The Doctors share the story of one family who brought their child to the ER after gasoline accidentally got into her eye. Apparently, the doctor reportedly did not get within six feet of the child and simply instructed the mother to wash the child’s eye out. The family says they were also told the eyewash station was unsanitary so they should use a regular sink instead. They were upset to later receive two hospital bills totaling $14,000 for the visit. This up charging or upcoding does sometimes occur and clinical psychologist and attorney Dr. Lisa Strohman joins The Doctors to explain.
Dr. Strohman says this is engaging at a federal level so if hospitals are caught for intentional upcoding there will be legal damages. Dr. Strohman notes for the family, as long as they haven’t paid the bill, there is really no “injury” on their side.
This brings up the discussion that there is a disconnect between physicians and billing. They often don’t know what is being billed, so as a patient, if something looks wrong on the bill, you should fight it. Dermatologist Dr. Sonia Batra points out if during treatment you feel you are not getting adequate attention, you should voice that concern. When the EOB (explanation of benefits) is mailed out, you should review it to make sure everything is accurate.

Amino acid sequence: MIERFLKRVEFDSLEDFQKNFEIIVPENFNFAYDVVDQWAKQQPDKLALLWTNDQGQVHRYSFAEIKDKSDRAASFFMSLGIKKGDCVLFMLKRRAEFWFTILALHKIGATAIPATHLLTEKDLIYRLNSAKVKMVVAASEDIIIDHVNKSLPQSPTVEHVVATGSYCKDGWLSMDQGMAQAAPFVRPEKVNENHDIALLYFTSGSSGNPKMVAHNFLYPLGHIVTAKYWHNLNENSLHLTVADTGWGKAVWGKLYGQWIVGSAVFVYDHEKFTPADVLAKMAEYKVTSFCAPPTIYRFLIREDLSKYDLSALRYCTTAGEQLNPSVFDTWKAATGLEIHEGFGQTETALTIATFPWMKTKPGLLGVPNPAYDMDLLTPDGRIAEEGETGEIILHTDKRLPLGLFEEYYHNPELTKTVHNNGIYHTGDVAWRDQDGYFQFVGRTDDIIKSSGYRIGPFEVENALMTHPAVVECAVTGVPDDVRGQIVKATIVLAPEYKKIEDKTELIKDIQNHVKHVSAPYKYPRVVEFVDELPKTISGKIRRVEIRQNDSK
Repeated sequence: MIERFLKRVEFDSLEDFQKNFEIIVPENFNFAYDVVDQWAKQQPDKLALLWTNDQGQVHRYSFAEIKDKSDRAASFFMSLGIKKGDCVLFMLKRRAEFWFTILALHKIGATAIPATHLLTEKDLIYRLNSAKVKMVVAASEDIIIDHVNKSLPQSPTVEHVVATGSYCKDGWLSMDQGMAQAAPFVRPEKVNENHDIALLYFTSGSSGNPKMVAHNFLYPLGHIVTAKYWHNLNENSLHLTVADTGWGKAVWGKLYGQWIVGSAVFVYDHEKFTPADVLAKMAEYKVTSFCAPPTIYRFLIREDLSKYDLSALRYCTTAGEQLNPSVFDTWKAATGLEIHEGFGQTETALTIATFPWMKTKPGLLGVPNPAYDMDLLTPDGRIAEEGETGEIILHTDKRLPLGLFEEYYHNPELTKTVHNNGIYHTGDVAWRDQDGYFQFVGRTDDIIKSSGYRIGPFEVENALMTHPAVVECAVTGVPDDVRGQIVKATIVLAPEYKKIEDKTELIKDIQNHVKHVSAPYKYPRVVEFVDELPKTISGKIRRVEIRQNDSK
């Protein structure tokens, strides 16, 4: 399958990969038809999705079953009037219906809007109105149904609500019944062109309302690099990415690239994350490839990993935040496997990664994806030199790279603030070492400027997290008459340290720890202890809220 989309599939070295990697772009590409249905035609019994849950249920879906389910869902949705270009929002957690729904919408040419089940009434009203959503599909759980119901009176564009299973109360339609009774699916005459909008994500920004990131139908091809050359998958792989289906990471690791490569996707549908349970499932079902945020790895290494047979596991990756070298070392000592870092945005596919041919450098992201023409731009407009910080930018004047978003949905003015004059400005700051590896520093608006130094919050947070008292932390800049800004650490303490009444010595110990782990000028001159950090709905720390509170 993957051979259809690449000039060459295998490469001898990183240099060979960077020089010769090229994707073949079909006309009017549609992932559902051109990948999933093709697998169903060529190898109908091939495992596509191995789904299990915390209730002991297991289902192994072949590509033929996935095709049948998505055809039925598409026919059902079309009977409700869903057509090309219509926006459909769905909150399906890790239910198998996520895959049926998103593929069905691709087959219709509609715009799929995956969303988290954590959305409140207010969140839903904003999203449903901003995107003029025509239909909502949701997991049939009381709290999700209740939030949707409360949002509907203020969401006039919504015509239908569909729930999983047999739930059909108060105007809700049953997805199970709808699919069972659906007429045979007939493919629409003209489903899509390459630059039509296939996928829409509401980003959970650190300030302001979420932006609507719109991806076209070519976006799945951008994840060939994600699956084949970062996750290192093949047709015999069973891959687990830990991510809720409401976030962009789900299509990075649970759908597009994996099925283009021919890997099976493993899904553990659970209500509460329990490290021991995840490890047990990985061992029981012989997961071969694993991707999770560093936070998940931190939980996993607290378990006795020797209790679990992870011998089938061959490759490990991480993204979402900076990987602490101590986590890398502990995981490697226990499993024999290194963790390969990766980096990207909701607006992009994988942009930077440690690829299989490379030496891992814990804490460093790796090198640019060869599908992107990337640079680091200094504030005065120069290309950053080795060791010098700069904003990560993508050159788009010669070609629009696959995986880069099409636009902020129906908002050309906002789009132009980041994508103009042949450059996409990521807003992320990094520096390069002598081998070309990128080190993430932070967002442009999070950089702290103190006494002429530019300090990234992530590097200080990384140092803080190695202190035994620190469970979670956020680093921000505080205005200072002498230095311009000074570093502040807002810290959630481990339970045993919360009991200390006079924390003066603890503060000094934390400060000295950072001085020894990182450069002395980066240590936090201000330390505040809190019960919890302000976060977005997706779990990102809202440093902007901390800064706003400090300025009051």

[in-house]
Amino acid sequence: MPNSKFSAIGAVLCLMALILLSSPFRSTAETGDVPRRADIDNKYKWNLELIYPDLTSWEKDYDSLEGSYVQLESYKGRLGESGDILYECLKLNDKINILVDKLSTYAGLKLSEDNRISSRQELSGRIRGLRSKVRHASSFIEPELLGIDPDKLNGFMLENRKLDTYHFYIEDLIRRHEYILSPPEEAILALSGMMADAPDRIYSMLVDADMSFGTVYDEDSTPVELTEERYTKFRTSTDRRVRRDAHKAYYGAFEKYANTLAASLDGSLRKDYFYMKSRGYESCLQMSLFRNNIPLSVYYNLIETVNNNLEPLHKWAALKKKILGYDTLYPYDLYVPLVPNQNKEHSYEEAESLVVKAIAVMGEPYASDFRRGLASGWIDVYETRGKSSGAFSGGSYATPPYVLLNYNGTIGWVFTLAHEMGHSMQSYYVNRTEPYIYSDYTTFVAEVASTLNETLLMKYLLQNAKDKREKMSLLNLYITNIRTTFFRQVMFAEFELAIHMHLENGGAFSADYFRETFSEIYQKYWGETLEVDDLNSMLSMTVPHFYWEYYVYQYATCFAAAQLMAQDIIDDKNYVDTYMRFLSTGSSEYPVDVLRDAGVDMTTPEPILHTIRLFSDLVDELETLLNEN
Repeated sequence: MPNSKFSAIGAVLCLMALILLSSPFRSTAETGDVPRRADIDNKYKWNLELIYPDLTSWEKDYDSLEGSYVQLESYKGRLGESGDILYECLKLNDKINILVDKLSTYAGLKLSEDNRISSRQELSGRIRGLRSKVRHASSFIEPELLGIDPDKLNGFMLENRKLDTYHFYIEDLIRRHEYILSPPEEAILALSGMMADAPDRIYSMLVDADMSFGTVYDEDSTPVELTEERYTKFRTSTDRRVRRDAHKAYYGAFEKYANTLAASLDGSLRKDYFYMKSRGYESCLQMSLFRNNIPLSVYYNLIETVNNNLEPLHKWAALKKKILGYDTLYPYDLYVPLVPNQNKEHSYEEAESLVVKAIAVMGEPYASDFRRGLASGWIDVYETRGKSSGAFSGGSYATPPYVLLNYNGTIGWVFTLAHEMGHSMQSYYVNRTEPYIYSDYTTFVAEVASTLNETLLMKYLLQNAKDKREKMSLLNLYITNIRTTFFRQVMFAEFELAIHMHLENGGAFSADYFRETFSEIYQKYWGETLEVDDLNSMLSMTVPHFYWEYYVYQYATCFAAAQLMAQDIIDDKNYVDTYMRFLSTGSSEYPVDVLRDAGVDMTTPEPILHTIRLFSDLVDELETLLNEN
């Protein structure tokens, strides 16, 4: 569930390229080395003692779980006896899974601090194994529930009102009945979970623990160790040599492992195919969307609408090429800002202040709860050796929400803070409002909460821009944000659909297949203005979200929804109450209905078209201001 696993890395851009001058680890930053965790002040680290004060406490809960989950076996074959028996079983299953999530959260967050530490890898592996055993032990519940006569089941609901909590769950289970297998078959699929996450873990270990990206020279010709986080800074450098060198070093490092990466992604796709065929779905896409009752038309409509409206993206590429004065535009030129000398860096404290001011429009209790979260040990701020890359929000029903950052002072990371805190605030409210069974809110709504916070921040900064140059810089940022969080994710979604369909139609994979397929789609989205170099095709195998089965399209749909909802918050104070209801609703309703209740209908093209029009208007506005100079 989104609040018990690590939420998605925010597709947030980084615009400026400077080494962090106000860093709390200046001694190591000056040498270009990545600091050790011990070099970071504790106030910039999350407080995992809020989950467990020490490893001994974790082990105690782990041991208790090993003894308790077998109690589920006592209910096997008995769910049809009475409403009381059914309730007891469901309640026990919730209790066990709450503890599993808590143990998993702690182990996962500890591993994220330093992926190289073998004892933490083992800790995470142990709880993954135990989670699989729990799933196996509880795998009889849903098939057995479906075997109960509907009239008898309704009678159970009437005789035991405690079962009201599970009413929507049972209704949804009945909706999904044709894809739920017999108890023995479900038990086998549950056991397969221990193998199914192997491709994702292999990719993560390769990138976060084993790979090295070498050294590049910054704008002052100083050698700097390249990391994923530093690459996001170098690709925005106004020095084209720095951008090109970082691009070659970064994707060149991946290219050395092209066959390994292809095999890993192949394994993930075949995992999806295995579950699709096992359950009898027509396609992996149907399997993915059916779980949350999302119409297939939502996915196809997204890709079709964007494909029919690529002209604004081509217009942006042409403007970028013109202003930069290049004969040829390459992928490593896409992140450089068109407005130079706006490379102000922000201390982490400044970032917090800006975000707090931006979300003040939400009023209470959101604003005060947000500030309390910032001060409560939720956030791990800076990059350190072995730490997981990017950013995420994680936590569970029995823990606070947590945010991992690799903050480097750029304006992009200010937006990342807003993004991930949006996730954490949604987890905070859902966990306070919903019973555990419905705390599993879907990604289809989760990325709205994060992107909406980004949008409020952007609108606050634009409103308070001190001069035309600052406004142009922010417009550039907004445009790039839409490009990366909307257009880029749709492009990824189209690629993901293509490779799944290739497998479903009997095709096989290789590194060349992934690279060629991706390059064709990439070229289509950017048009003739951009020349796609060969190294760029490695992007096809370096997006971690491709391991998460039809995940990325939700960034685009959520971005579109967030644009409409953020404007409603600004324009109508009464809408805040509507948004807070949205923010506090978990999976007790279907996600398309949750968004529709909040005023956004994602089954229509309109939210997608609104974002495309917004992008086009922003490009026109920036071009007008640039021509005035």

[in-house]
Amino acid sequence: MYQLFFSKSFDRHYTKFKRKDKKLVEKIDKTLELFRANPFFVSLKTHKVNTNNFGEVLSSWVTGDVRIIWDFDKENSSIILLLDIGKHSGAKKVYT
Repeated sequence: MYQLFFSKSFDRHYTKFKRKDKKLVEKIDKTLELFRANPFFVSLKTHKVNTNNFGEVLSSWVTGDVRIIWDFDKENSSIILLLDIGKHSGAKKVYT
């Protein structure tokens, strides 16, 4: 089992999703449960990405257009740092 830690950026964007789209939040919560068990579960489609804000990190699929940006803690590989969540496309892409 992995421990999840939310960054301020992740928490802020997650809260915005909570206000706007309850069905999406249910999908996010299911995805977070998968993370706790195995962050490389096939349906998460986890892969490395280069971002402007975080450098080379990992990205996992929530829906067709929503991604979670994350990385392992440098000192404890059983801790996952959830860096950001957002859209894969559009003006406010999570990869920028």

The Doctors reached out to the hospital that the family they spoke about had visited, and they received this response: “We are reviewing the circumstances surrounding this matter to ensure that the proper procedures were followed. The administration of Centennial Hills did reach out to the family upon hearing of their concerns. As a gesture of goodwill, the patient responsibility portion of the hospital bill has been waived.”
Don’t just pay that bill, because once you do, “that money is gone,” says ER physician Dr. Travis Stork. Plastic surgeon Dr. Andrew Ordon also brings up that you shouldn’t ignore it, because the bill will then get turned over to a collection agency, and you will have a whole new set of issues.